Rafi: You have created amazing films for audiences all over the world. How do you always maintain consistency in your work?
Farooki: To be honest, I don’t know the answer to this question. I don’t think I consciously keep it in my mind how a film is going to correspond with a particular audience. It’s like ‘the arrow and the song’. An artist can only throw the arrow with all their passion. They can never know which oak tree would be hit by the arrow, and what impact it would leave on the heart of that oak. Perhaps, I am consistently paying heed to my soul. If it works with an audience, I am humbled.
Rafi: Your ‘Chabial’ team has worked quite well on this project. How did you come up with the idea of creating such a group?
Farooki: I didn’t have a plan at the beginning. It all fell into place over time. While working on my TV project, Chorui Bhati, I realised that my audience was mostly youngsters. So, I kept looking for ways to reach out to them, and I created a few posters with my email address. I got quite a lot of reviews regarding the film, but many students reached out to me saying that they wanted to work with me, and were eager to learn. I didn’t have a school or adequate resources to teach them, but I wrote back motivational answers to keep them inspired. Despite this, a few students were adamant and kept reaching out to me until I agreed to let them work with me. That’s how I ended up taking about fourteen assistant directors in my team. In 2005, Channel 1 contacted me, and proposed the idea for a mega series to be directed by me. I suggested the idea of a weekly television show, which will feature one short film every week to be made by my assistant directors. Initially, they were reluctant to work with the newbies as they were quite inexperienced, but they agreed to the proposal eventually. That’s how Chabial Utshob came into being. The show later went on to become a huge success among the audience.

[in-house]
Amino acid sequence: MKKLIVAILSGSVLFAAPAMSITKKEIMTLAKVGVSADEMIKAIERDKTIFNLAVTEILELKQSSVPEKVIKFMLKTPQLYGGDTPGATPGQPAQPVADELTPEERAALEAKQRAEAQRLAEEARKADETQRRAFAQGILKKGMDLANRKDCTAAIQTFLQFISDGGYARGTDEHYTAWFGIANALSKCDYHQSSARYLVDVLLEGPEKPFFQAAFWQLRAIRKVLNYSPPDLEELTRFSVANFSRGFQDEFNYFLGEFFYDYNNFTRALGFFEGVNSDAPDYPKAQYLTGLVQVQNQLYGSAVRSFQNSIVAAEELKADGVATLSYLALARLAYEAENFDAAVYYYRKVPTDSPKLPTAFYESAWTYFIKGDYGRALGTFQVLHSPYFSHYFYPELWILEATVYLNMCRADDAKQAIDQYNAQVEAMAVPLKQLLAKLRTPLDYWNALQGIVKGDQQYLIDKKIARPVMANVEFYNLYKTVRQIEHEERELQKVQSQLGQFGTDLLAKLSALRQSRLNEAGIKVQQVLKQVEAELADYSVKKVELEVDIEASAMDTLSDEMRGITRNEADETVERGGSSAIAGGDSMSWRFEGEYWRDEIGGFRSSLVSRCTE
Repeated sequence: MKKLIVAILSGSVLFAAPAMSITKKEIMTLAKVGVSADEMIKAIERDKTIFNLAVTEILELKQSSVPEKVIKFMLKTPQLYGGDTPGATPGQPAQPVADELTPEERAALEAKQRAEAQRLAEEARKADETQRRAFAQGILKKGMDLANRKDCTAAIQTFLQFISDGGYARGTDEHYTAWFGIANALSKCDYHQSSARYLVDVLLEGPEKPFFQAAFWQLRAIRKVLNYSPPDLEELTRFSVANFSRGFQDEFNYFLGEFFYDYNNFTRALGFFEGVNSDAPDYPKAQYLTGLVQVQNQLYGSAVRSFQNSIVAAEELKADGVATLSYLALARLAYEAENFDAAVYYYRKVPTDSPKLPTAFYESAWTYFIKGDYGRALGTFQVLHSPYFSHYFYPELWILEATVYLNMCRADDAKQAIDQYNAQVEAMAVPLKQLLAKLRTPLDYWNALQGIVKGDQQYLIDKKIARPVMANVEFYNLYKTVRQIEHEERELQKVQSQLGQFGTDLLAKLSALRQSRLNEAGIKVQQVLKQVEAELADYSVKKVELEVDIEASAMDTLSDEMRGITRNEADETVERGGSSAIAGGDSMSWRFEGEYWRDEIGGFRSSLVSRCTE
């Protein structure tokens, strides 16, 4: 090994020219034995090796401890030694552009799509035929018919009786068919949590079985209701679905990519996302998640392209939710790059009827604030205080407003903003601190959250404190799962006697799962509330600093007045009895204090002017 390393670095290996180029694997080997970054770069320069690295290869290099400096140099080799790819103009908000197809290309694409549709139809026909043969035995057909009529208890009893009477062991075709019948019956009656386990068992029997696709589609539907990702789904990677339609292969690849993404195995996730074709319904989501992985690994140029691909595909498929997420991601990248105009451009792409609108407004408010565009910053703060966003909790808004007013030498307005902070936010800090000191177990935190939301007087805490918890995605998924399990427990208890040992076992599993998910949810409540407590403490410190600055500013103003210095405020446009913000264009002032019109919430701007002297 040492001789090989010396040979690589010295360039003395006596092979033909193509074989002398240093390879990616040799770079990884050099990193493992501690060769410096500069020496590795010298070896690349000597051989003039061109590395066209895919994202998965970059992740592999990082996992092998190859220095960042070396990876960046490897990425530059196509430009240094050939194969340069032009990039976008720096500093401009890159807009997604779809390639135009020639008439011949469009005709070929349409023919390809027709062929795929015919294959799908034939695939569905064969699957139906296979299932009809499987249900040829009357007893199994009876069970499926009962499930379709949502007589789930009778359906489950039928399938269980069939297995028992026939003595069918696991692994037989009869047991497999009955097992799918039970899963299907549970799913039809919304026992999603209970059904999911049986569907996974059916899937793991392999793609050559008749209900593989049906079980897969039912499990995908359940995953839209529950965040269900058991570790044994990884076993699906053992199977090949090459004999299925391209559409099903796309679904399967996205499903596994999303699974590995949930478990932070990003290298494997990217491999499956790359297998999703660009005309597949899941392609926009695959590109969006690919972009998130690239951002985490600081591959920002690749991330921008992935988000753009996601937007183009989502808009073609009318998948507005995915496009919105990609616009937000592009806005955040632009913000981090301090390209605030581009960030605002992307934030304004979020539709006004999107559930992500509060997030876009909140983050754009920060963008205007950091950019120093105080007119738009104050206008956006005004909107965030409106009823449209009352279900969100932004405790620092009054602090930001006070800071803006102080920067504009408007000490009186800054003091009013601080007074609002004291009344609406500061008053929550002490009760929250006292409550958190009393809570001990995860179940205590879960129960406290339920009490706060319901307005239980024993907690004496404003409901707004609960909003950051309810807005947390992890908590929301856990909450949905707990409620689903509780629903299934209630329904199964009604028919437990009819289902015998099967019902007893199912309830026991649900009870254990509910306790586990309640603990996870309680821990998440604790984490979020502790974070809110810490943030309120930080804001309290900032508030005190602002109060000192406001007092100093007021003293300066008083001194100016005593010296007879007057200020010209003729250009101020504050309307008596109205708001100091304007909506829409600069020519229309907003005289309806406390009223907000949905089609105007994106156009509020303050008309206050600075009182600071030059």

Rafi: Our industry is dominated by male directors. Were your female students as interested in film direction as your male students?